"I was lucky enough to attend three sessions. I remember the sounds: the polite-but-firm cranking of the noise level whenever Korea were shooting, the music played between. I particularly remember the tinkling, chiming stereo rattle of the flags at the top of the stands whenever the wind got up, which gave the home of cricket a gently exotic feel. The weather went from thunderous downpours to a lovely, Compton-and-Edrich light toward the end of the day, the archers casting long shadows. Underdogs were applauded, and the crowds were loud and genial.
"As a recurve archer, it was a fascinating series of lessons in form - luckily I was in stand 2, and got to see the right-handers front on. THAT's how you stand, anchor, release, follow-through. I was pleased to see the Korean archers, between ends, did 'that' hand movement with the fingers on the neck to remind themselves of how to release, just like I do. (My non-archer companion mistook it for an "I'm gonna slit your throat" gesture to the opponent). If they still need to do it, there's hope for me yet. I saw the technical trends. I saw some great Team GB moments, Amy Oliver knocking out Deepika Kumari and Simon Terry's 7-1 win.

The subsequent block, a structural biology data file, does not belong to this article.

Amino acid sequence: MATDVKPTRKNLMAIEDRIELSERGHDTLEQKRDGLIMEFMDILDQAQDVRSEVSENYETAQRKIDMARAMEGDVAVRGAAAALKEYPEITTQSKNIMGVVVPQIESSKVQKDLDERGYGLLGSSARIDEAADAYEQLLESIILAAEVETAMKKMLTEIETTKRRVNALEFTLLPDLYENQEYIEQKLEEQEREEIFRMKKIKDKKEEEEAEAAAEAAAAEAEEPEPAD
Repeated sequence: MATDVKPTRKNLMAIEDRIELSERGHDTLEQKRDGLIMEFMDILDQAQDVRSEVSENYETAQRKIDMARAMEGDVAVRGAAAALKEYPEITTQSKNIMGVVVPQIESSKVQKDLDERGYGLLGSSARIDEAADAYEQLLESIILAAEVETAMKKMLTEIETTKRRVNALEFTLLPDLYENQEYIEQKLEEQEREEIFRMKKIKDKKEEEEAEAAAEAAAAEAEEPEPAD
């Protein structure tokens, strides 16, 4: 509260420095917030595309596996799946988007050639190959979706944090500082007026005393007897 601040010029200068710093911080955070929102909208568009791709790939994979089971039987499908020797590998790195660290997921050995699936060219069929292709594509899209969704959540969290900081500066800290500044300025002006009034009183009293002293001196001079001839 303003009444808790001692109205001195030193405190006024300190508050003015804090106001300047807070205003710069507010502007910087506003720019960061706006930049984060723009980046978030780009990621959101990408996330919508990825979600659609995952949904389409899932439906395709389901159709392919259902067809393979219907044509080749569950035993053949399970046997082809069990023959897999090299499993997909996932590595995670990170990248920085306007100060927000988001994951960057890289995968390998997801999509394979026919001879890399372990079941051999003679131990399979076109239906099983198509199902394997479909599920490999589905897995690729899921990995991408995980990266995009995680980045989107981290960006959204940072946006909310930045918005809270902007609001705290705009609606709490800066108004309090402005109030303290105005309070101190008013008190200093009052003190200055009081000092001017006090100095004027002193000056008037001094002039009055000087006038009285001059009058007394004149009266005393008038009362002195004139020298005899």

"There were many great moments, but the women's individual final going down to the wire seemed to sum up many things about the competition, though. The brutal format of a shoot-off to decide the tie seemed to have indeed reduced the gold medal to a lottery, but it was an amazing sporting moment. When Ki Bo Bae shot first, normally so focused and confident throughout the tournament, she seemed to have finally succumbed to the tension and the weight of expectation, her coach massaging her shoulders. The wind picked up and swirled menacingly as she went to the line, and she held for just a couple of seconds too long before sending down that eight. We all gasped. She shook her head. The wind? Nerves? So it was Aida Roman's to lose, and she drew, and held, and held... and held... and held. The pressure had won. Normally fairly metronomic, she could not release. You could feel the shot slipping away from her. She held for nearly nine seconds, the clock gave her only three more and that eight wasn't close enough. In that still moment, it had gone. The tiny, tiny things that decide everything. Both of the Mexican women had shot brilliantly, but the tournament had gone back to the script. And as Ki Bo Bae stood on the podium for the Korean national anthem, fighting back the tears, you could still see the mark of the string pressed into her face."
John Stanley, Hampstead Bowmen
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